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Local actor, director remembers actor Chadwick Boseman

SALISBURY — In 2002, local thespian and director Linda Hunt had an opportunity to work as an assistant director to a young man who went by the name Chad in her home city of Pittsburgh.

The young director, Chadwick Boseman, would go on to star in “Black Panther,” one of the top-grossing superhero films of all time. About a week ago, she, like much of the world, learned that a young man with boundless potential died from colon cancer.

In 2018, Hunt, a former Livingstone College theater professor, was recognized as the first African-American woman to direct a play on a commercial stage in Salisbury for AlieNation at Lee Street theatre, but recalled her experience working with a young Boseman.

Boseman had only graduated from Howard University a few years prior. And Hunt’s mentor, Vernell Lillie, the founder of Kuntu Repertory Theater in Pittsburgh, invited Boseman to direct a play he’d written called “Hieroglyphic Graffiti.” Hunt was working on her master’s degree at the time and needed some credits. So, she signed on to assist Boseman.

She learned about her former director’s passing on Aug. 28 through a Facebook post.

“I was, of course, shocked because I hadn’t heard,” Hunt said.

After seeing the post, Hunt was immediately taken back to that time that they worked together in the play.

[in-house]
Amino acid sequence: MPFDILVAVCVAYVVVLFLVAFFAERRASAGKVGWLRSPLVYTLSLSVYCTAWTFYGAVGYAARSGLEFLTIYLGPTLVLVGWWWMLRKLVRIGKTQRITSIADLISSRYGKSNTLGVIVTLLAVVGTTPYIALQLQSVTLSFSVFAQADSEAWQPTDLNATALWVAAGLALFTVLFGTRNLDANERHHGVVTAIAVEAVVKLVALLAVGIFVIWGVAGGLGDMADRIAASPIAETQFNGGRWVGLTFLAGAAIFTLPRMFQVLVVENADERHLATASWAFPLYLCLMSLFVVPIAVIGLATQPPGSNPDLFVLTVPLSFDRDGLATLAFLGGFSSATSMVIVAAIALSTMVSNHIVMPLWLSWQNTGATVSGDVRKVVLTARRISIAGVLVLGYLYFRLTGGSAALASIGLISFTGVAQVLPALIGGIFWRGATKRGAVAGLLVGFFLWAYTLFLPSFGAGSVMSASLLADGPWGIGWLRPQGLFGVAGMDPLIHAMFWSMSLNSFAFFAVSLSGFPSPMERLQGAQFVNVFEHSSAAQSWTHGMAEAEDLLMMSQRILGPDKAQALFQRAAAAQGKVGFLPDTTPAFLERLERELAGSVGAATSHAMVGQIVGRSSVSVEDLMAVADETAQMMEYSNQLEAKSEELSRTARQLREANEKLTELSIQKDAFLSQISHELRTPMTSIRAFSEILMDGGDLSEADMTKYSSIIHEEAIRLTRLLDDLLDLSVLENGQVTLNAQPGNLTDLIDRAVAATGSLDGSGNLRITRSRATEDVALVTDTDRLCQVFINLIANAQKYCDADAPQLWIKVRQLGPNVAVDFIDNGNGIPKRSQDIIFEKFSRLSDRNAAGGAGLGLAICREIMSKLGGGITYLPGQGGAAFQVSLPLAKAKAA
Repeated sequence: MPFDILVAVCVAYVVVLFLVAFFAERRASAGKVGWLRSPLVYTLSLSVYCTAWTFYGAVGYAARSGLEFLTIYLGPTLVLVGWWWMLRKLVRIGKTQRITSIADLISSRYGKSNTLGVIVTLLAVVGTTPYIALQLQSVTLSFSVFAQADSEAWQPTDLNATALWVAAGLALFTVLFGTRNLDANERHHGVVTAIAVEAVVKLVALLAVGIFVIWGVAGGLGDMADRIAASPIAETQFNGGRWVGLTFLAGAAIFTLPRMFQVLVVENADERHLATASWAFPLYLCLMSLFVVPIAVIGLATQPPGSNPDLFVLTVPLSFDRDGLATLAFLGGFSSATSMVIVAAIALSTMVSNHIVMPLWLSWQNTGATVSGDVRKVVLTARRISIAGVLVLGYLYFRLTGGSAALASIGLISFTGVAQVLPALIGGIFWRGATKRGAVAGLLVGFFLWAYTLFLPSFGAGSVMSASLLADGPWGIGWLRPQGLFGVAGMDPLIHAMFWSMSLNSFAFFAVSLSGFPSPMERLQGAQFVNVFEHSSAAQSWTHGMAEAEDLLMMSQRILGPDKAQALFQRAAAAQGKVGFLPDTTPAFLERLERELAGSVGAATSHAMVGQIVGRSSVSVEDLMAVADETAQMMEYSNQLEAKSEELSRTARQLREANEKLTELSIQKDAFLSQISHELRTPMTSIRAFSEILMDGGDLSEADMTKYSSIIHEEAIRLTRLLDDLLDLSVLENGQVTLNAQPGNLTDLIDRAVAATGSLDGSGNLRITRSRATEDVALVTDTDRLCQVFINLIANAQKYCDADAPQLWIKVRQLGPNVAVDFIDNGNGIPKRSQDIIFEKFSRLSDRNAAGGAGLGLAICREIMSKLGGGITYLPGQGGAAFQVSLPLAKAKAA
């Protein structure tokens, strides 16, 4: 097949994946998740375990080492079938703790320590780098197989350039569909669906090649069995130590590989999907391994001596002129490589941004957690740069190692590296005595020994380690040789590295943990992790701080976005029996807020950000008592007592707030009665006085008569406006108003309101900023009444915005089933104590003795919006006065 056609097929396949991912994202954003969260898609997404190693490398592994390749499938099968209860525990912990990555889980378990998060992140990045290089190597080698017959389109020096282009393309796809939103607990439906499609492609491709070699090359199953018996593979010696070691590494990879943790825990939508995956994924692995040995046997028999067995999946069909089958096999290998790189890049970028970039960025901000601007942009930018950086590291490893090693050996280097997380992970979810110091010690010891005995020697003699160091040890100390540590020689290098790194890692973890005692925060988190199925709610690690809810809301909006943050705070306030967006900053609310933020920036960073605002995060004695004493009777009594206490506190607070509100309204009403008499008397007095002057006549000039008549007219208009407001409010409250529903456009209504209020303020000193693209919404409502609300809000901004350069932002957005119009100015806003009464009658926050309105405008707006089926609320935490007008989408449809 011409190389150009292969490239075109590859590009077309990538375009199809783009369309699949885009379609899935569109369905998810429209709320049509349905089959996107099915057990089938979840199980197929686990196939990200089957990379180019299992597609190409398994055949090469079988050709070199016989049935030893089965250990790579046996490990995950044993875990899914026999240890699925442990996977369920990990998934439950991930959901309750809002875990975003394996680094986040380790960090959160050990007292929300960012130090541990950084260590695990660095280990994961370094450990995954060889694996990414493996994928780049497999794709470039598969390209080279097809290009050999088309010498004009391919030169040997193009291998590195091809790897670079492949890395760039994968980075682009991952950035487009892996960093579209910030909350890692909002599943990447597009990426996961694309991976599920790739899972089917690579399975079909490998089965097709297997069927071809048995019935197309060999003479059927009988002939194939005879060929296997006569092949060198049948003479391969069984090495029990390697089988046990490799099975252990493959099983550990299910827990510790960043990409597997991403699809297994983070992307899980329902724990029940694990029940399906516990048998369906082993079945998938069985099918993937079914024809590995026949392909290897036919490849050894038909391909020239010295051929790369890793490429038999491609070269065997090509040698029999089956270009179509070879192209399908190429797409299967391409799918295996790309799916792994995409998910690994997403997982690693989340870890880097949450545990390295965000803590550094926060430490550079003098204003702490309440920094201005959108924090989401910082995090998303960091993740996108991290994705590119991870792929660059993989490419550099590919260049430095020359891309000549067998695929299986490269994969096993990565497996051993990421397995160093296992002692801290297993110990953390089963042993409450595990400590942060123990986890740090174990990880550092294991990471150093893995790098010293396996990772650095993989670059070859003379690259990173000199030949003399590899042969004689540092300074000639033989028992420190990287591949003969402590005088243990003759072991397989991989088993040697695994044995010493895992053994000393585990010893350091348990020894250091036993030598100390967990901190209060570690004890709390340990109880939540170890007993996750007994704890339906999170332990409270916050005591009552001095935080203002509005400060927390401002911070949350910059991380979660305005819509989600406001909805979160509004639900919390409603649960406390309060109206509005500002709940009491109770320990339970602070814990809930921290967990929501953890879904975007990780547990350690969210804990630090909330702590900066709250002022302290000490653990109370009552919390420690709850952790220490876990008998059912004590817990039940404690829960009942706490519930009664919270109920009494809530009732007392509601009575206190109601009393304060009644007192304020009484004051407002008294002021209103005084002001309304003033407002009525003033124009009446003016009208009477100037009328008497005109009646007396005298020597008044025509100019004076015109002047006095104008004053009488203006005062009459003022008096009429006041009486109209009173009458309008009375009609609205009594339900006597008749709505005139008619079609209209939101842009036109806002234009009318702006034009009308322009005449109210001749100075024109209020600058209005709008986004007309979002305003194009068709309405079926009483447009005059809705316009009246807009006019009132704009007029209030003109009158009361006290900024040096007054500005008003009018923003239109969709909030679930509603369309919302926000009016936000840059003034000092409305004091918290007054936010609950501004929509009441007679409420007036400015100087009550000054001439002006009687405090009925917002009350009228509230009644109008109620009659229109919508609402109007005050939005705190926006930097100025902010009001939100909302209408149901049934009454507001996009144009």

“Every time I would see something with Chad in it, my mind would always go back to that time in 2002 when he came to Pittsburgh,” she said.

Hunt recalled their first meeting, when she walked into the room and Boseman looked up and said, “Oh who is this beautiful Black woman.” While she needed the credits, Hunt said his smile sealed her interest in working for him.

An assistant director’s job most of the time might involve coffee runs, making copies or sweeping the stage. She marveled at the fact that Boseman appreciated her input and that of the actors in the play.

She said it was obvious that the young Boseman was well-trained and knew his play well.

“I knew he had something special. I knew he had that ‘it’ factor,” Hunt said.

In 2002, Hunt didn’t know Boseman was an actor, “but I knew there was brilliance about him and how he attacked his work and the integrity that he put into the stage and aesthetics that he was determined to have in his performers.”

In addition to his role as the star of “Black Panther,” Boseman, also portrayed baseball player Jackie Robinson in “42,” singer James Brown in “Get on Up,” and Supreme Court Justice Thurgood Marshall in “Marshall.” She believes his legacy to the acting world is portraying characters with integrity.

“I think we can tell our stories with integrity and that it can cross over to other people of other races in a way that they have to value it,” Hunt said. “They might not always understand the nuances that we do because they don’t have the experience of being Black in America or coming from the continent but they can at least respect the beauty of it and it was something he demanded on stage.”

She always thought she’d get the opportunity to work him again. But was sad to know that she’ll never get the chance.

“I feel the loss. I feel the empty space, but look how much he accomplished in such a short time,” she said.

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